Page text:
Damien Weissenburger, business head of presentation and communication at Sony Europe, discusses the ever-increasing importance of collaboration technology – and the opportunities it provides.
At ISE 2015 keynote speaker and futurologist Lars Thomsen spoke about putting an end to stupidity and dumbness. He wasn’t referring to the delegates or people in general, but technology. With the growth and development of robotics in particular, he was predicting the end of dumb, one-dimensional devices. But I think there is an even greater stupidity killer: human collaboration.
It was no surprise that collaboration was a buzzword at ISE this year. Systems integration by its very nature demands collaboration between businesses. The emergence of high-resolution technologies such as 4K and the development of accurate, interactive collaborative tools have put collaboration at the forefront of business thinking.
Collaboration is not a new concept. But in modern business the idea has been hamstrung by technology limitations, at least until the mid-2000s with the arrival of Web 2.0. Don Tapscott’s Wikinomics in 2006 talked about the age of collaboration being upon us and the need for business to embrace it. In 2013, meanwhile, a McKinsey report suggested “the success of large organizations often depends on the ability of its employees to work collaboratively across time and distance.”
Clearly the correlation between collaboration and success is well documented, but what about in practice? Has it finally come of age? Do we have the technology to cope with the variable demands of collaboration across a range of industries and, more importantly, do businesses and public organisations get it?
According to analyst Frost and Sullivan, at least one-third of all employees in business in Europe are considered ‘virtual employees’, working from home, on the road or from satellite offices. This inevitably creates challenges that make effective collaboration essential for business success. But how do you do it?
The solution is to focus on what stimulates and drives collaboration. This is why at Sony we deliver a range of technologies to solve specific problems that we know exist; one of the most common problems being image clarity.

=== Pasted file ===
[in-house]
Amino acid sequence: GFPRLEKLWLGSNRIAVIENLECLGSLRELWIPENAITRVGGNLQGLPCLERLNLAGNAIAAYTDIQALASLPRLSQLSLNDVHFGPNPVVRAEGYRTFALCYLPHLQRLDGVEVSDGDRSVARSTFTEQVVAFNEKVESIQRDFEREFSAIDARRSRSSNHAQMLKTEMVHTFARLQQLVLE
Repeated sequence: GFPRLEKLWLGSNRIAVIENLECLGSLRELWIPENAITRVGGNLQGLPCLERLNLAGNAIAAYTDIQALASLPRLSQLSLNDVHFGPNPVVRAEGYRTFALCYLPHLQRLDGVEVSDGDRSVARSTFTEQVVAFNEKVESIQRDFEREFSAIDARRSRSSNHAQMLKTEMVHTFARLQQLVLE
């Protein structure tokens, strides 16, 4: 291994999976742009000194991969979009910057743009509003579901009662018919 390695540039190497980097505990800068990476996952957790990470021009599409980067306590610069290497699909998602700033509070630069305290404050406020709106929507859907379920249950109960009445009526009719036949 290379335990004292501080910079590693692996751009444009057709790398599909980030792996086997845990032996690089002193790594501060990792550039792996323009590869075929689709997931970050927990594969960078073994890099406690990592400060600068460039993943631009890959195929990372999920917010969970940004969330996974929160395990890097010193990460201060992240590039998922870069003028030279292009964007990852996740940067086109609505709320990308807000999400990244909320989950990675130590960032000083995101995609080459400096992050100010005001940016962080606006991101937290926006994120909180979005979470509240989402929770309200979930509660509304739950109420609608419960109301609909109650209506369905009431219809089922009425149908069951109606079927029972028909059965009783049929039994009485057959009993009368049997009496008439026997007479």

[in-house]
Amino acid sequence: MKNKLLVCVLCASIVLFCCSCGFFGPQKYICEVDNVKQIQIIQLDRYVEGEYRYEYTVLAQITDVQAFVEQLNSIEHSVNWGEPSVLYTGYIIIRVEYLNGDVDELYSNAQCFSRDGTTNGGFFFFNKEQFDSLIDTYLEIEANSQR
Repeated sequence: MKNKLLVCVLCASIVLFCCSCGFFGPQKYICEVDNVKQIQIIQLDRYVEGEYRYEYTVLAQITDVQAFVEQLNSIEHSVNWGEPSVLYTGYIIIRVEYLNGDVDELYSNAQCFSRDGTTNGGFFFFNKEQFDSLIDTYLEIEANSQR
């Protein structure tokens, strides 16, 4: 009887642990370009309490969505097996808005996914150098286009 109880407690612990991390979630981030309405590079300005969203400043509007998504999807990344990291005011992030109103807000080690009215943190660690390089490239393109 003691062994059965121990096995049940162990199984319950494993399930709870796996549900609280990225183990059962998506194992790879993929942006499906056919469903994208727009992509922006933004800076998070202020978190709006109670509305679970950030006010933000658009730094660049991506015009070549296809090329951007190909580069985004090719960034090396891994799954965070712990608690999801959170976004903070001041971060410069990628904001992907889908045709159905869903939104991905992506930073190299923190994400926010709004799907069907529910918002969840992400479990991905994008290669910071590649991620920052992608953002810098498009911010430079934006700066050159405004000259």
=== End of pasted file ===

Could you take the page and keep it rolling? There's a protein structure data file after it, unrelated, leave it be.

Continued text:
4K image quality will be critical to business collaboration in the future. If the image quality is poor and employees are unable to see colleagues properly or view the content they are trying to share, it will negatively impact the collaborative experience and could cause project delays and lost profits.
Through our 4K professional displays and our visual communications solutions, we have learned the importance of being a seamless partner in enabling collaboration. If the technology doesn’t meet the demands or image-quality is poor, organisations will be reluctant to use technology to communicate, undermining any attempts at truly collaborating across boundaries.
Collaborative technology also has to stimulate. While 4K image quality will help in this respect it is the ability to perform collaborative tasks easily and efficiently that will help drive sustained interest. For example, Sony’s Vision Presenter software enables users to bring together all of your content – videos, images and PowerPoint slides – to one screen creating dynamic presentations that are controlled with the swipe of a finger. The result is a stimulating presentation that can be shared with colleagues, and perhaps puts an end to traditional, one-dimensional presentations.
Interestingly, this idea of stimulating collaboration through stunning visual technology was a key reason behind Sony equipping Deloitte’s new office building, The Edge, in the Netherlands. Deloitte has built the most innovative and sustainable office in the world, with future-proofed collaboration at its core, using Sony’s energy-efficient visual and interactive presentation technology.
This is surely the model to follow, but it’s not just large corporations that are pursuing collaborative excellence. Any organisation large or small should be looking at the way in which its staff and students communicate. They should be looking at where the technology is creating bottlenecks or hindering collaboration, or just generally being uninspiring.
Collaboration is after all fundamental to how we work and why we use the internet. If web pioneer Tim Berners-Lee says it, it must be true. In a guest blog on the European Commission’s website in February, Berners-Lee wrote: “When I designed the web, I deliberately built it as a neutral, creative and collaborative space.”
Who are we to argue? Our role is to provide the tools to make that online collaborative experience as real as possible, where the technology is not seen or heard but just works and gets the job done in the most compelling way possible. Only then can businesses decide on how they want to manage their collaborative projects, and ultimately this will come down to culture.
A report from collaboration experts PGi recently revealed that setting this culture is challenging, with task management issues, email threads and meeting schedules undermining collaborative efforts. Add issues with BYOD and security and you realise that there is still plenty to iron out within organisations. But laying the foundations, the framework in which this can happen, is imperative and this is where we see Sony.
By continuing to innovate and advance AV and collaborative technology we can help businesses and institutions remove hurdles. For organisations to flourish these hurdles need to be removed as soon as possible. As Tapscott wrote in Wikinomics: “We must collaborate or perish – across borders, cultures, disciplines, and firms, and increasingly with masses of people at one time.” This is still relevant today, but only recently have we reached a point where we can really make it possible. That is why collaboration is finally coming of age.